May 22, 2019 02:27 PM EDT
A new study published in the journal Aggression and Violent Behaviour has pointed out that a lack of evaluation of the impact of countering violent extremism (CVE) and counter-Terrorism (CT) efforts may indeed increase the threat and risk of terrorism. According to the researchers, efforts of the national and international agencies to counter terrorism and violent extremism have lacked two key ingredients, which are a clear and coherent theory of how individuals change and consistent evaluation of evidence of their changing attitudes.
Currently, University of Birmingham's experts are proposing a new evaluation methodology, the Innovative Moments Coding System (IMCS), to be explored as a more reliable way of tracking changes in violent extremist's historical accounts and life stories.
The experts worked with partners at the Universities of Minho and Aveiro, in Portugal. From the International Development Department at the University of Birmingham, Dr. Raquel Da Silva commented that they believe that using the IMCS could provide an in-depth view of how an individual has changed; a useful and reliable indicator in tracking how former militants' life stories change as they leave their radical and extremist views behind.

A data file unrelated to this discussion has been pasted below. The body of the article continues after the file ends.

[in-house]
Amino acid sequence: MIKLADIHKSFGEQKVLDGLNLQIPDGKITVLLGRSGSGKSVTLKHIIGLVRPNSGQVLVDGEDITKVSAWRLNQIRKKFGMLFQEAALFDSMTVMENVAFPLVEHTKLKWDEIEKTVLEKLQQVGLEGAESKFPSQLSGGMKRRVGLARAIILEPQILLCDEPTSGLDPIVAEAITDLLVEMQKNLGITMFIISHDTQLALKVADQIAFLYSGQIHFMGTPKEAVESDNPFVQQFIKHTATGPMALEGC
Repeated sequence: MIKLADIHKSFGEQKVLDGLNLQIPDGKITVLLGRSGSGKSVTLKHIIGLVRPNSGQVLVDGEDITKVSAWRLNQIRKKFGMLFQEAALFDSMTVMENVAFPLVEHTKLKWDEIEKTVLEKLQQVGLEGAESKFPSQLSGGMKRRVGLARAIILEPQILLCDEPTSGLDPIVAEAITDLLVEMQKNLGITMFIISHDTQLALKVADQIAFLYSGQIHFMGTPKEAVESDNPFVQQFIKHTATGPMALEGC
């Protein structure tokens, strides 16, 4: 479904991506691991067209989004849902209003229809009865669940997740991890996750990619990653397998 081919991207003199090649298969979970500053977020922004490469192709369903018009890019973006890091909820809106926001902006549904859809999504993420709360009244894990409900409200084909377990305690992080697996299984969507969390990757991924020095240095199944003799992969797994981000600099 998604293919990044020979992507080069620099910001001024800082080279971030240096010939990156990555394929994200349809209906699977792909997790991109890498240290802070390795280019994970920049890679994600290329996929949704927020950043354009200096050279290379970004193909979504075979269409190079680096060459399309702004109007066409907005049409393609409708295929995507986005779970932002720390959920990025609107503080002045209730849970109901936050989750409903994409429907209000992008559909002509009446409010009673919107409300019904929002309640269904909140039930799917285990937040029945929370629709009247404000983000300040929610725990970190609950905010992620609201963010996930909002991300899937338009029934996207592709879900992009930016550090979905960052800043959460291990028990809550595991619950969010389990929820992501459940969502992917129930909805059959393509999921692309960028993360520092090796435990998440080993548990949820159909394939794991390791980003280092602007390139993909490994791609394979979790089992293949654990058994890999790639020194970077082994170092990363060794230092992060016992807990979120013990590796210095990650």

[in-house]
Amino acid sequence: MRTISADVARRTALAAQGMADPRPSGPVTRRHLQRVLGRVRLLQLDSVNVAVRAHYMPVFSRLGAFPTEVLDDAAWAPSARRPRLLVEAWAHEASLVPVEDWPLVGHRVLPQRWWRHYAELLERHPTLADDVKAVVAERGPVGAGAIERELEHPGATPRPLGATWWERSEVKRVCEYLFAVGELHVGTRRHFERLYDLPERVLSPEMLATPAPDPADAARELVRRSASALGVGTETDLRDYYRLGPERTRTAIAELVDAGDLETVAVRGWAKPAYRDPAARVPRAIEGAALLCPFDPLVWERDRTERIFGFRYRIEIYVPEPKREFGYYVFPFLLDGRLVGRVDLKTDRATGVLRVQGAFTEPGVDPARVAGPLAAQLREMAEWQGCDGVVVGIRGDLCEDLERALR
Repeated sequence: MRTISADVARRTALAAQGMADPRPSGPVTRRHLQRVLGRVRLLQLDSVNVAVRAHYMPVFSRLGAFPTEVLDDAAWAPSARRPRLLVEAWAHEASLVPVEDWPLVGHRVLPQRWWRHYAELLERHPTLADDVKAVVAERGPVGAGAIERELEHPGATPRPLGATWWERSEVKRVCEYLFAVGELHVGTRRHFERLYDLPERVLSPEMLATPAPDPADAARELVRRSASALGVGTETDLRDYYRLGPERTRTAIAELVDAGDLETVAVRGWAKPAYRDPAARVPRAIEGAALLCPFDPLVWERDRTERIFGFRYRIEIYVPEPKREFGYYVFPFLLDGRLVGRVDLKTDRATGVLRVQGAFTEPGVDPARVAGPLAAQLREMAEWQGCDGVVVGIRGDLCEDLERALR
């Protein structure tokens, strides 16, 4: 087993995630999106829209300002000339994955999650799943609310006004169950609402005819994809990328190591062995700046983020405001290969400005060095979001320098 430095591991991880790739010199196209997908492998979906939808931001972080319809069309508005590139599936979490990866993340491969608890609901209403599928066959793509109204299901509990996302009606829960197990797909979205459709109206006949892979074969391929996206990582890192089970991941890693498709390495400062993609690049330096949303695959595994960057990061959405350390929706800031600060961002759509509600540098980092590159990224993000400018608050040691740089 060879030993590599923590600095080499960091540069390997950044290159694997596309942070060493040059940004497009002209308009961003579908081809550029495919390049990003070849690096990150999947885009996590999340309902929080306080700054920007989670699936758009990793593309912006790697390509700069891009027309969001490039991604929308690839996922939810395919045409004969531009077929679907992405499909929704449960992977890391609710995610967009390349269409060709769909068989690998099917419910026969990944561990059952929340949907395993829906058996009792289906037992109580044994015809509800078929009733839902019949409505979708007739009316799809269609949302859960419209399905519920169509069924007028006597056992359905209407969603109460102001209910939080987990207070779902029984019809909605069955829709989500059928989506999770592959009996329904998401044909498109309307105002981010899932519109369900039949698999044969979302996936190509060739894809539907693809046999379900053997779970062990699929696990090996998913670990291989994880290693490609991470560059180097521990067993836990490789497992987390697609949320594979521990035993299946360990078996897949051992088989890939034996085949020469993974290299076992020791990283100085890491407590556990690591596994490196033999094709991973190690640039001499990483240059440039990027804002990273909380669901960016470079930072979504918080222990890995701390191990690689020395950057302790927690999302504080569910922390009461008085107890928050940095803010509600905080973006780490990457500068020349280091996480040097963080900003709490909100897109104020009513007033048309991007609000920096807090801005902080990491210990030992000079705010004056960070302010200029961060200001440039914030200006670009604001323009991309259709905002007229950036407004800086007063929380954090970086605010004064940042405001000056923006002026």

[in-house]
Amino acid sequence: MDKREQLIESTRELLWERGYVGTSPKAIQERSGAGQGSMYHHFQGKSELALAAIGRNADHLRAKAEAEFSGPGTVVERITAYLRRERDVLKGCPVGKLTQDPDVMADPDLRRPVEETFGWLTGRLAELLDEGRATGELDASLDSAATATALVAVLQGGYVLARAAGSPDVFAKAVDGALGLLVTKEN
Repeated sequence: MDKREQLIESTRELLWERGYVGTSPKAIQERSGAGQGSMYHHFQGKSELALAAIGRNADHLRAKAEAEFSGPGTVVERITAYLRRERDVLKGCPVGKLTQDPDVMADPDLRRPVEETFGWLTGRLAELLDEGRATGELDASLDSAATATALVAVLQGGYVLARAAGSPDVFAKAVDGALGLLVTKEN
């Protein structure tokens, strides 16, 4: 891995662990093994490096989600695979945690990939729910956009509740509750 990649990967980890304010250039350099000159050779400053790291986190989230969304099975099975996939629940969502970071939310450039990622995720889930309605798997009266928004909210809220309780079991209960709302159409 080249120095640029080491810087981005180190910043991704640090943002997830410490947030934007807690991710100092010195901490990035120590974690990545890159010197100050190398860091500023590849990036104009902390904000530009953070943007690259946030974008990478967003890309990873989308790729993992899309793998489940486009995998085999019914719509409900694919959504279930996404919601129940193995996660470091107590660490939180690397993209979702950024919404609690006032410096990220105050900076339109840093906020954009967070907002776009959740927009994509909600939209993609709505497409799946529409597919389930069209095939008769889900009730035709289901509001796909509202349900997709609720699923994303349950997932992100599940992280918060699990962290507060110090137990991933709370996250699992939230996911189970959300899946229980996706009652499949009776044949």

Dr. Da Silva explained further that there is currently no clarity regarding what change looks like in deradicalization and risk reduction interventions. Indeed, the lack of evaluation of these interventions might be increasing the threat and risk of terrorism, instead of doing the opposite.
The team analyzed two life story interviews of former politically violent militants, Julia and Jaime, with different experiences. They employed IMCS to interpret their subjects' degree of change and established the system's reliability and usefulness in tracking such people's life stories.
The researchers noted that while radicalized views may open a path to politically motivated violence, these opinions are not criminal or harmful in themselves and do not always lead to certain engagement with a violent organization.
Furthermore, the researchers explored studies that show how unrealistic and counterproductive it is to expect offenders to renounce their commitment to certain political and religious beliefs to prove they are no longer radicalized.
Dr. Da Silva explained further that it is more accurate to expect individuals to stop committing political violence and reject violence as a legitimate personal tactic than to expect a full make-over of their belief systems. Adding that they believe that 'self-narrative change' in this context is embodied by thoughts, emotions, actions, and experiences that distance the individual from the commission of politically violent acts, demonstrating continued and committed disengagement.
The team believes that applying IMCS could help to provide an in-depth view of how certain individuals have changed and why other individuals did not showcase such levels of change. IMCS could be as an assessment tool to describe whether a particular individual benefited from an intervention.
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